Mohammad Asif, one of the cricketers at the centre of the fixing scandal, is considering making a claim for political asylum in Britain to avoid returning to a potentially violent backlash in Pakistan.
The Pakistan bowler held a 35-minute meeting with an immigration lawyer last Friday, The Daily Telegraph has learnt, and said he feared the allegations of fixing certain events in a recent Test match against England could make him the target of dangerous criminal gangs linked to the illegal betting underworld.
The cricketer is said to have asked the lawyer what would be a way to stay in Britain. He went on to discuss the asylum process with the solicitor, from London firm Malik and Malik.
The news will cause consternation among cricket authorities, who are engulfed in one of the worst crises the sport has faced. It will also be met with anger in Pakistan, where the players have been pilloried by the public and media.
Asif suggested he would await the results of investigations by Scotland Yard and the International Cricket Council, to which he expressed his innocence, before taking the asylum claim further. The criminal charges carry a potential jail term and the ICC could ban him for life from the sport.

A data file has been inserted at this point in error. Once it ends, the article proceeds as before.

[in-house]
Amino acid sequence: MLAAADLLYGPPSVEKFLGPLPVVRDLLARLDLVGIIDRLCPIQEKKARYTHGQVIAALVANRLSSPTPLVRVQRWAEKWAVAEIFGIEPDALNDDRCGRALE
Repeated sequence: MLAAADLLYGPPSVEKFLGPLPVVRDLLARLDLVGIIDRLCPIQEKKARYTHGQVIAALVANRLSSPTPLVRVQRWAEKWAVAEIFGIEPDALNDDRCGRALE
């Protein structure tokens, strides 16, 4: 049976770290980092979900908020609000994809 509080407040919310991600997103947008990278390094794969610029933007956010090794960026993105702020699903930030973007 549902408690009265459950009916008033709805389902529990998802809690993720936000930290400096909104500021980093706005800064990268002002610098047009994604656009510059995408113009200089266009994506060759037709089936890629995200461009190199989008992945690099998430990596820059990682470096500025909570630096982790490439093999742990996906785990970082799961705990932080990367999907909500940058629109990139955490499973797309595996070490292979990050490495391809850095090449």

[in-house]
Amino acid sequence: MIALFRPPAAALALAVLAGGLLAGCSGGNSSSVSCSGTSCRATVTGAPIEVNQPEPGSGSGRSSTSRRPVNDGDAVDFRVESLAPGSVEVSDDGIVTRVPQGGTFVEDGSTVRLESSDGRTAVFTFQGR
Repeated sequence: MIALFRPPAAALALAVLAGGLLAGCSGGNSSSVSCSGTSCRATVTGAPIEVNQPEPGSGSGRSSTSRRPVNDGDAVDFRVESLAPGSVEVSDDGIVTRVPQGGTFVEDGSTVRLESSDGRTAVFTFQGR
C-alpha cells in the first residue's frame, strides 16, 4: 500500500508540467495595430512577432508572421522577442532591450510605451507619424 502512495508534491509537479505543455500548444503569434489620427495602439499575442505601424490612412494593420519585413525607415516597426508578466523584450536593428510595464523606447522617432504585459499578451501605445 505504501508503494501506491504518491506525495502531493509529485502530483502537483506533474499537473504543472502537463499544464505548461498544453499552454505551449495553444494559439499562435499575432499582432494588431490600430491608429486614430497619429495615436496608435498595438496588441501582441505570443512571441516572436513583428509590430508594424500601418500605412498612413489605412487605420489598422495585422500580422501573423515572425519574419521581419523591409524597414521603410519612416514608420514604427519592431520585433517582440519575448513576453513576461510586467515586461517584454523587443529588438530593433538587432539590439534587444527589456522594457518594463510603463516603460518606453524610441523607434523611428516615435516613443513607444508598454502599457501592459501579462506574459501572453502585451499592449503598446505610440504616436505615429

Immigration experts said Asif could present a viable case if he were able to prove his life was in danger and that the Pakistan authorities were unable or unwilling to protect him.
The 27-year-old fast bowler asked an intermediary to arrange a meeting with the lawyer in London last week, and the meeting apparently took place in a Pakistani restaurant in Southall, west London, on Friday. “He didn’t say anything about asylum at first,” said the lawyer, who spoke on condition of anonymity. “He just said, ‘what’s the way to stay?’ Then we told him there’s the student way – you can come here to study – or you can apply for a work permit. But then he asked about asylum.”
Asif was said to have looked “very anxious” and was accompanied by an unidentified older man. “I think he’s just worried about the backlash at home – that’s what he told me,” the solicitor said. “There’s been a lot of talk and there are undercover betting mafias with a lot of power – that seemed to be what he was worried about.”
It is rare for Pakistanis to be granted asylum. In 2009, only 65 were given shelter in Britain, Home Office figures show.